Since this weekend celebrates Independence Day, it seems appropriate to share Tomoko’s experience with the United States.
She decided to come to America by the time she was in college. “In Japan graduation is the end, in America it is just part of life,” Tomoko says. She wanted to continue to learn and grow professionally, and she has remained in the educational arena ever since.
She also came to the United States because of its culture and attitude about music. She recounts her career journey. “I wanted to get out of Japan. Europe was the cultural center, but the US was very welcoming to musicians such as Paderewski. I got an exchange student status. I wanted a Fulbright but was too old for that particular program. I had to have a job to pay tuition. Fortunately, UCLA had a special opera workshop, and a Japanese composer was there, so I was an accompanist for the program.” She also played at Stanford. “In 1965 I had to get a green card, and in five years I became a US citizen.”
Tomoko recalls her arrival in California. “When I came to California, I picked up a couple of California poppies, which they didn’t have in Japan, and put them in my book. I’ve never gone back to Japan.”
I ask her what she liked about America. “I love the freedcom. It is very comfortable, like a flowing painting. There is not tension and stress that I felt in Japan. It’s “high tech high touch.” People need a balance, and I feel that in the US you can maintain an equilibrium in life.”
Tomoko goes on to compare Japan and the US in terms of music choices. “When I was in Japan, I wanted to play Chopin, but they said I was too young. ‘You have no experience. You are not ready until you are a Junior.’” Tomoko contrasts that attitude to her own teaching. “For a concert, I assigned a Beethoven piece that was heavy for a 14 year old. I think it is better to start students early with substantial music, and have the experience rather than not have that challenge. Students need to be curious and courageous. How much they understand, we don’t know, but it’s better than to protect the student. They can always return to the piece later on, and bring in more interpretation based on their own lives. The technique is always there.”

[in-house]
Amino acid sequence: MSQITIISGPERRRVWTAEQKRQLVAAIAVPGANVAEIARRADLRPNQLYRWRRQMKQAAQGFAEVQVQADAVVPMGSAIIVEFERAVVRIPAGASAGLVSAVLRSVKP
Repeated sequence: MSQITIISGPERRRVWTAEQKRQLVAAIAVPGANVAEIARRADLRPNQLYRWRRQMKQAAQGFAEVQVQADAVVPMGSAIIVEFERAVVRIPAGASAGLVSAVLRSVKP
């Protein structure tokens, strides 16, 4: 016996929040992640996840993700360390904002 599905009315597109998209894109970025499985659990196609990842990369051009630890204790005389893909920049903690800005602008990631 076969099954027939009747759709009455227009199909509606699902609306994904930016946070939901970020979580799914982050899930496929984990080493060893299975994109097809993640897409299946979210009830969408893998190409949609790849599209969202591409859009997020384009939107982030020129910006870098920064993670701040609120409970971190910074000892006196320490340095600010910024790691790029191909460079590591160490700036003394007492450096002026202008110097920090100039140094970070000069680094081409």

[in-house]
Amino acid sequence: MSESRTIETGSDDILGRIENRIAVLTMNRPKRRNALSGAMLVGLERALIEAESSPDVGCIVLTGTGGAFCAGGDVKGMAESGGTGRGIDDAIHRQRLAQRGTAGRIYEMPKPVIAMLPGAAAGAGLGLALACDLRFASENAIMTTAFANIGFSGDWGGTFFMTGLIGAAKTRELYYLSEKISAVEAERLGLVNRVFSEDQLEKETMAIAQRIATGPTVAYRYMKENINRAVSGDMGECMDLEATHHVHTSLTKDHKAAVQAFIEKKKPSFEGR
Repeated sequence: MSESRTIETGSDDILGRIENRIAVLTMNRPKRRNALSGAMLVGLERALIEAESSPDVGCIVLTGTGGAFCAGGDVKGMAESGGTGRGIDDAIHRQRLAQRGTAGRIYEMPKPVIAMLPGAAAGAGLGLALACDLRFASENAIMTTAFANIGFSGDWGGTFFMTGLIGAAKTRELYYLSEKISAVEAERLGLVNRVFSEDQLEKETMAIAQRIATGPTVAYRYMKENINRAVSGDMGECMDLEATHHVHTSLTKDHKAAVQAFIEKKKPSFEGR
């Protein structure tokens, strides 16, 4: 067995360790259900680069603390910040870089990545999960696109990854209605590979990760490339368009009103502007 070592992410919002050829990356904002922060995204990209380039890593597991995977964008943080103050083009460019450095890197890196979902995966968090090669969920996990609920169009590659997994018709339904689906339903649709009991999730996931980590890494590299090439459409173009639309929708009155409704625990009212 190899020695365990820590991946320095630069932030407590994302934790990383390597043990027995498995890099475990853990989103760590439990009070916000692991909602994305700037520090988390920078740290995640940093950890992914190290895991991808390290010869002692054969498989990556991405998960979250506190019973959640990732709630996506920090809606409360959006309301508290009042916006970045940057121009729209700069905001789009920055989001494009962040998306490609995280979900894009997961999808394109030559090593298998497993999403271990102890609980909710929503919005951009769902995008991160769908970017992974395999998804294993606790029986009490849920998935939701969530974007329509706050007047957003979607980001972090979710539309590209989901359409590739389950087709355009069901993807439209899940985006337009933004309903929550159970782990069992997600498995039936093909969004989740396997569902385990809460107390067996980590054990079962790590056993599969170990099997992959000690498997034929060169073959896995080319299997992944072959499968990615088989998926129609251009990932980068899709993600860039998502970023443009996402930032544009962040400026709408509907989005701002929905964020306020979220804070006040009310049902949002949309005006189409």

Tomoko continues to compare music teaching methods, “Japanese music teachers focused on the rules of technique. There was a pattern to the teaching, which was a kind of military training because of the strong music competition; 80% was technique. The teachers also controlled more power, and pushed students down. Only after years of lessons would the teacher become more generous.” Tomoko compares her teaching in the US. “I love this country to teach – I can do anything.” Tomoko expands on her attitude. “In Japan, the results are more important than the process. However, the process is so complicated, and there are so many ways to reach your musical goal. And you cannot know the process of development for each child; you have to look long term. That is why
I think teaching should be custom-made to fit each student.”
Tomoko also notes her professional opportunities in the US. “I was the first Asian teacher at the San Francisco Conservatory of Music. The first non-white was a black woman who did jazz.” Tomoko mentions the diversity of the conservatory. “There are lots of Eurasian students now. It is good for them to connect with different cultures.” Tomoko concludes: “Without music you don’t see as much of the world, and you don’t see the challenge.”
Tomoko Hagiwara is a wonderful example of America: a land of immigrants who have contributed to this nation, making it richer in culture. So a fitting piece to celebrate such diversity is Schumann’s “Scenes from Childhood #1: From Foreign Lands and People,” which Tomoko performs on her album Baroque-20th Century, available at https://www.cdbaby.com/cd/tomokohagiwara5